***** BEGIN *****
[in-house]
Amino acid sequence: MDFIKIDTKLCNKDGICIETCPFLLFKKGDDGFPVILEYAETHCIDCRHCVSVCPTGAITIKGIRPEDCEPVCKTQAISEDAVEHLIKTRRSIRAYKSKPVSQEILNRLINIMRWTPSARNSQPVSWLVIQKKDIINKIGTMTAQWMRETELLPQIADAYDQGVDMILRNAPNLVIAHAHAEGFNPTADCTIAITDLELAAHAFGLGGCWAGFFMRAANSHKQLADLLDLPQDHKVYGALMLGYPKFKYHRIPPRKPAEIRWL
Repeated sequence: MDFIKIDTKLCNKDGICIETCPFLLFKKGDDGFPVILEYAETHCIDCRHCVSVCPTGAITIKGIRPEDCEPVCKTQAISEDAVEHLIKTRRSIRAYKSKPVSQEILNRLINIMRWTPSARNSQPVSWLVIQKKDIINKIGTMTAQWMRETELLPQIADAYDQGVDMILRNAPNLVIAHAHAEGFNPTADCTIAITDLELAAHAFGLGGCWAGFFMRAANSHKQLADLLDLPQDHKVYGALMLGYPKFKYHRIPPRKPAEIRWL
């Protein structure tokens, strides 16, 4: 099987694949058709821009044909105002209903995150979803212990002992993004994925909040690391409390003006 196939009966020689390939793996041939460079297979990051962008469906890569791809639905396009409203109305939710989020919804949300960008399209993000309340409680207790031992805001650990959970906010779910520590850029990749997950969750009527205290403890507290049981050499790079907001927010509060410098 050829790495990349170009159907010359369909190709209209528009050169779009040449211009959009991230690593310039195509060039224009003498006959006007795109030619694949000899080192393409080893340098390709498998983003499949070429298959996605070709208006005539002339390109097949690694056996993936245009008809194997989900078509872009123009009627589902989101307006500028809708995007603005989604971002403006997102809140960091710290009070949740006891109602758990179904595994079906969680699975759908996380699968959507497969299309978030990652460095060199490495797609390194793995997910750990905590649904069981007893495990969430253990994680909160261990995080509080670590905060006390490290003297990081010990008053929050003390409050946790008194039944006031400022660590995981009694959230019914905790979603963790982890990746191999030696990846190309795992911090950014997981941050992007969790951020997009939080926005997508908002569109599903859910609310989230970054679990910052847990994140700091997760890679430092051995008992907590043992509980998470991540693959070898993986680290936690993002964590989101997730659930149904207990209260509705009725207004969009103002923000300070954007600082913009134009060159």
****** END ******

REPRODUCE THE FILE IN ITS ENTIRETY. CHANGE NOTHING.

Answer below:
[in-house]
Amino acid sequence: MDFIKIDTKLCNKDGICIETCPFLLFKKGDDGFPVILEYAETHCIDCRHCVSVCPTGAITIKGIRPEDCEPVCKTQAISEDAVEHLIKTRRSIRAYKSKPVSQEILNRLINIMRWTPSARNSQPVSWLVIQKKDIINKIGTMTAQWMRETELLPQIADAYDQGVDMILRNAPNLVIAHAHAEGFNPTADCTIAITDLELAAHAFGLGGCWAGFFMRAANSHKQLADLLDLPQDHKVYGALMLGYPKFKYHRIPPRKPAEIRWL
Repeated sequence: MDFIKIDTKLCNKDGICIETCPFLLFKKGDDGFPVILEYAETHCIDCRHCVSVCPTGAITIKGIRPEDCEPVCKTQAISEDAVEHLIKTRRSIRAYKSKPVSQEILNRLINIMRWTPSARNSQPVSWLVIQKKDIINKIGTMTAQWMRETELLPQIADAYDQGVDMILRNAPNLVIAHAHAEGFNPTADCTIAITDLELAAHAFGLGGCWAGFFMRAANSHKQLADLLDLPQDHKVYGALMLGYPKFKYHRIPPRKPAEIRWL
């Protein structure tokens, strides 16, 4: 099987694949058709821009044909105002209903995150979803212990002992993004994925909040690391409390003006 196939009966020689390939793996041939460079297979990051962008469906890569791809639905396009409203109305939710989020919804949300960008399209993000309340409680207790031992805001650990959970906010779910520590850029990749997950969750009527205290403890507290049981050499790079907001927010509060410098 050829790495990349170009159907010359369909190709209209528009050169779009040449211009959009991230690593310039195509060039224009003498006959006007795109030619694949000899080192393409080893340098390709498998983003499949070429298959996605070709208006005539002339390109097949690694056996993936245009008809194997989900078509872009123009009627589902989101307006500028809708995007603005989604971002403006997102809140960091710290009070949740006891109602758990179904595994079906969680699975759908996380699968959507497969299309978030990652460095060199490495797609390194793995997910750990905590649904069981007893495990969430253990994680909160261990995080509080670590905060006390490290003297990081010990008053929050003390409050946790008194039944006031400022660590995981009694959230019914905790979603963790982890990746191999030696990846190309795992911090950014997981941050992007969790951020997009939080926005997508908002569109599903859910609310989230970054679990910052847990994140700091997760890679430092051995008992907590043992509980998470991540693959070898993986680290936690993002964590989101997730659930149904207990209260509705009725207004969009103002923000300070954007600082913009134009060159």